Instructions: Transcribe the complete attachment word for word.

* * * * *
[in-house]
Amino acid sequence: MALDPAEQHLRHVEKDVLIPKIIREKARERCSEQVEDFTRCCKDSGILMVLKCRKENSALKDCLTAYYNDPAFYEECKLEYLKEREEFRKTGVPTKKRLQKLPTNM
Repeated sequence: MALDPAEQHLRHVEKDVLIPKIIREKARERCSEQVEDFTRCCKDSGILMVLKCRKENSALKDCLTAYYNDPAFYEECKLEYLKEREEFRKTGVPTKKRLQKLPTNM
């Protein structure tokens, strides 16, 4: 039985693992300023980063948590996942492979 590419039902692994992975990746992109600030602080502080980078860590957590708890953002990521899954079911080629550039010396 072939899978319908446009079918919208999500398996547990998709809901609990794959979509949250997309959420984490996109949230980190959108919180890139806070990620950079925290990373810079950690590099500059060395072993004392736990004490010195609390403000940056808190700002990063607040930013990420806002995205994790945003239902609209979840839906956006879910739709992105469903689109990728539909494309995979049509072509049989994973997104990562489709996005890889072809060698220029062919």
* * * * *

[in-house]
Amino acid sequence: MALDPAEQHLRHVEKDVLIPKIIREKARERCSEQVEDFTRCCKDSGILMVLKCRKENSALKDCLTAYYNDPAFYEECKLEYLKEREEFRKTGVPTKKRLQKLPTNM
Repeated sequence: MALDPAEQHLRHVEKDVLIPKIIREKARERCSEQVEDFTRCCKDSGILMVLKCRKENSALKDCLTAYYNDPAFYEECKLEYLKEREEFRKTGVPTKKRLQKLPTNM
């Protein structure tokens, strides 16, 4: 039985693992300023980063948590996942492979 590419039902692994992975990746992109600030602080502080980078860590957590708890953002990521899954079911080629550039010396 072939899978319908446009079918919208999500398996547990998709809901609990794959979509949250997309959420984490996109949230980190959108919180890139806070990620950079925290990373810079950690590099500059060395072993004392736990004490010195609390403000940056808190700002990063607040930013990420806002995205994790945003239902609209979840839906956006879910739709992105469903689109990728539909494309995979049509072509049989994973997104990562489709996005890889072809060698220029062919």